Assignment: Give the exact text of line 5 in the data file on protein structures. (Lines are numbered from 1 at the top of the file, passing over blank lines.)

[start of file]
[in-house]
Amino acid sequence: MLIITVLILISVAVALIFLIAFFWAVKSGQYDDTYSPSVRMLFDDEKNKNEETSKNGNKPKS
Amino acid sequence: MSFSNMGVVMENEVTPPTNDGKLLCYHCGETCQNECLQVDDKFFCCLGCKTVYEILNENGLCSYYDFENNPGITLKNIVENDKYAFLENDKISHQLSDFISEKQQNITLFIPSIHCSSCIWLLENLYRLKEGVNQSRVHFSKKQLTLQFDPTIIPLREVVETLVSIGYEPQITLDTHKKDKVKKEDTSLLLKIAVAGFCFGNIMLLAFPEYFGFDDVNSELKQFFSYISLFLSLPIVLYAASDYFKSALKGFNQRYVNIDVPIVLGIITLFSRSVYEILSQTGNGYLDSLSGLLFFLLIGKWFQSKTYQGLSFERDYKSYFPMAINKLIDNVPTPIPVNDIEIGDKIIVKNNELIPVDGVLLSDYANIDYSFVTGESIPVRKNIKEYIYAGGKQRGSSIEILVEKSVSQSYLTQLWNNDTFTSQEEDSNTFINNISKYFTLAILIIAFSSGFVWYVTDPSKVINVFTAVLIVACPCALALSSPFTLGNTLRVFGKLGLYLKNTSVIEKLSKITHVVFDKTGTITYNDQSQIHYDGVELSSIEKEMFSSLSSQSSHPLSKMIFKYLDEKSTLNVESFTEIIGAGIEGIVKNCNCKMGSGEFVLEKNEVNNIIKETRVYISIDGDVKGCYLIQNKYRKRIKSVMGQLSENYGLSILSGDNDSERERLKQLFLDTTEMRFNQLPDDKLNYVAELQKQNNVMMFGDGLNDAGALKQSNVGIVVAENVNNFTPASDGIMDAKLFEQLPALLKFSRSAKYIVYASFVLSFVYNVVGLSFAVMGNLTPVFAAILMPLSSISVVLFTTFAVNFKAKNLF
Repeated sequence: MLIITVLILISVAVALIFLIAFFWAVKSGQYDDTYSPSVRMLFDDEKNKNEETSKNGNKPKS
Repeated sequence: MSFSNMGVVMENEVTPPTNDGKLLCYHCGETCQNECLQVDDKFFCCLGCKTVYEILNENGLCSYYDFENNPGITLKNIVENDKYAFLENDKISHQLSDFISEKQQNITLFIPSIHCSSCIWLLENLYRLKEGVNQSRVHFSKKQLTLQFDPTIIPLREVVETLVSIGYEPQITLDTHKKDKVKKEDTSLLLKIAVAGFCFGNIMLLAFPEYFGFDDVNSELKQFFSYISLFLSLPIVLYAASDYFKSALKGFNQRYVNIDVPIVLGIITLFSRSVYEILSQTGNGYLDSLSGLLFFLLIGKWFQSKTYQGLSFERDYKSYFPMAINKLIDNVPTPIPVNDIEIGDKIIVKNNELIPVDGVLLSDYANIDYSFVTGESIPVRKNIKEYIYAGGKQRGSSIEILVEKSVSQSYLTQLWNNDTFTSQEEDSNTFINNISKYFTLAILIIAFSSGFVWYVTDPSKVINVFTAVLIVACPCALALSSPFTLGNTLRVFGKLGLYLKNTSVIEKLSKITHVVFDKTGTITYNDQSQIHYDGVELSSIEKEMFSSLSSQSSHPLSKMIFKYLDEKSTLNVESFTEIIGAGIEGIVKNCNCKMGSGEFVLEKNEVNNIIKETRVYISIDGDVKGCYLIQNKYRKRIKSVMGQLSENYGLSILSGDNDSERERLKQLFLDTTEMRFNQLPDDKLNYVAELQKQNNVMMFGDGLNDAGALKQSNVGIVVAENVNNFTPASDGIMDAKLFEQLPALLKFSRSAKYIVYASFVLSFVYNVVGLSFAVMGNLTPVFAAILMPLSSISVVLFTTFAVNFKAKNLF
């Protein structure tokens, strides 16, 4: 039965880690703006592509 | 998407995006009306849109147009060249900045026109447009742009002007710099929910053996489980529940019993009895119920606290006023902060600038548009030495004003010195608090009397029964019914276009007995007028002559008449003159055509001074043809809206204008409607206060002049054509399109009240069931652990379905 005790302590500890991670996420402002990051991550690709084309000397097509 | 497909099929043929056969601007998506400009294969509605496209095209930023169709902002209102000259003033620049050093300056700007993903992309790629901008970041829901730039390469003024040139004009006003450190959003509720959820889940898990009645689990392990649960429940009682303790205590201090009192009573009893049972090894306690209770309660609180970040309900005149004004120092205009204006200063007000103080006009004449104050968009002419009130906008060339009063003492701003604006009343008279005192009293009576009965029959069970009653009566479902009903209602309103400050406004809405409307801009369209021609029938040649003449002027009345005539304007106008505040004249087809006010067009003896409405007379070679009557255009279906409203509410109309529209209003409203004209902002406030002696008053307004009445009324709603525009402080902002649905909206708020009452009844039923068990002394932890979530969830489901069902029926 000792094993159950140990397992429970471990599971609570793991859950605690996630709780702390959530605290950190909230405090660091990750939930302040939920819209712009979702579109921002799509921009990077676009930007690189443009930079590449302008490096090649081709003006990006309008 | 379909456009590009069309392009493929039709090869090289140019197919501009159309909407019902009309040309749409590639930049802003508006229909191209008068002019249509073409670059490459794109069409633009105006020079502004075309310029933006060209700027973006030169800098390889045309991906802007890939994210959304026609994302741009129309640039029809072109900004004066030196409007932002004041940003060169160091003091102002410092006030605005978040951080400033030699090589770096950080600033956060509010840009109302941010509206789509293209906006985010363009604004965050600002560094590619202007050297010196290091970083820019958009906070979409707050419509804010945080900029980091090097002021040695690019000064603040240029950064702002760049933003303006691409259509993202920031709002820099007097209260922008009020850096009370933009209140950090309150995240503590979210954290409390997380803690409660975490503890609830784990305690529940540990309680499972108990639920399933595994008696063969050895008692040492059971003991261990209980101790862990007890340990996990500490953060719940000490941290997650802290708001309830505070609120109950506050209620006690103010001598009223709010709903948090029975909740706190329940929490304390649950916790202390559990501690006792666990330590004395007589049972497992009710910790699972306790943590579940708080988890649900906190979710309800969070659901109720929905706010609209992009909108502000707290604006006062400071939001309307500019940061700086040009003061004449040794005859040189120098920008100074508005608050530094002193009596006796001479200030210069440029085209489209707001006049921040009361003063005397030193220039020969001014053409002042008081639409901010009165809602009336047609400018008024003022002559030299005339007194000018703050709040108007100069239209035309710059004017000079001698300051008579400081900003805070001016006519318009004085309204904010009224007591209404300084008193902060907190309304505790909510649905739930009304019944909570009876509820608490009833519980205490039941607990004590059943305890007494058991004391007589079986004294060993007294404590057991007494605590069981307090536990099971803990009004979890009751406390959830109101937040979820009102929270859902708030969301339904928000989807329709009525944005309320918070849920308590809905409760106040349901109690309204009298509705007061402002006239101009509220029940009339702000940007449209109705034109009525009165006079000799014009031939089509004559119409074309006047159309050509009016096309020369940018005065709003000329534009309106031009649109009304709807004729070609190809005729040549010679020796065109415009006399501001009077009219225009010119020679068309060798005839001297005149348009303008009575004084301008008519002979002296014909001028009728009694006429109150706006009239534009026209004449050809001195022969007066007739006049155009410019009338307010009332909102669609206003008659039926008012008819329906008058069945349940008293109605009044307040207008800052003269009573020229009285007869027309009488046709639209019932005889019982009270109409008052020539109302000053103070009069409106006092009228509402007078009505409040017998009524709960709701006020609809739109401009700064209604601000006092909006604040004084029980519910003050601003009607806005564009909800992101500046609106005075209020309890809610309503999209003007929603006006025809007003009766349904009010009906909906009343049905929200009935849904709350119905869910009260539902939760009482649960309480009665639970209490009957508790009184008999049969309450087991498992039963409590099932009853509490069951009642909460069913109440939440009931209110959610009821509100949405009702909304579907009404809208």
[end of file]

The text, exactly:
Repeated sequence: MSFSNMGVVMENEVTPPTNDGKLLCYHCGETCQNECLQVDDKFFCCLGCKTVYEILNENGLCSYYDFENNPGITLKNIVENDKYAFLENDKISHQLSDFISEKQQNITLFIPSIHCSSCIWLLENLYRLKEGVNQSRVHFSKKQLTLQFDPTIIPLREVVETLVSIGYEPQITLDTHKKDKVKKEDTSLLLKIAVAGFCFGNIMLLAFPEYFGFDDVNSELKQFFSYISLFLSLPIVLYAASDYFKSALKGFNQRYVNIDVPIVLGIITLFSRSVYEILSQTGNGYLDSLSGLLFFLLIGKWFQSKTYQGLSFERDYKSYFPMAINKLIDNVPTPIPVNDIEIGDKIIVKNNELIPVDGVLLSDYANIDYSFVTGESIPVRKNIKEYIYAGGKQRGSSIEILVEKSVSQSYLTQLWNNDTFTSQEEDSNTFINNISKYFTLAILIIAFSSGFVWYVTDPSKVINVFTAVLIVACPCALALSSPFTLGNTLRVFGKLGLYLKNTSVIEKLSKITHVVFDKTGTITYNDQSQIHYDGVELSSIEKEMFSSLSSQSSHPLSKMIFKYLDEKSTLNVESFTEIIGAGIEGIVKNCNCKMGSGEFVLEKNEVNNIIKETRVYISIDGDVKGCYLIQNKYRKRIKSVMGQLSENYGLSILSGDNDSERERLKQLFLDTTEMRFNQLPDDKLNYVAELQKQNNVMMFGDGLNDAGALKQSNVGIVVAENVNNFTPASDGIMDAKLFEQLPALLKFSRSAKYIVYASFVLSFVYNVVGLSFAVMGNLTPVFAAILMPLSSISVVLFTTFAVNFKAKNLF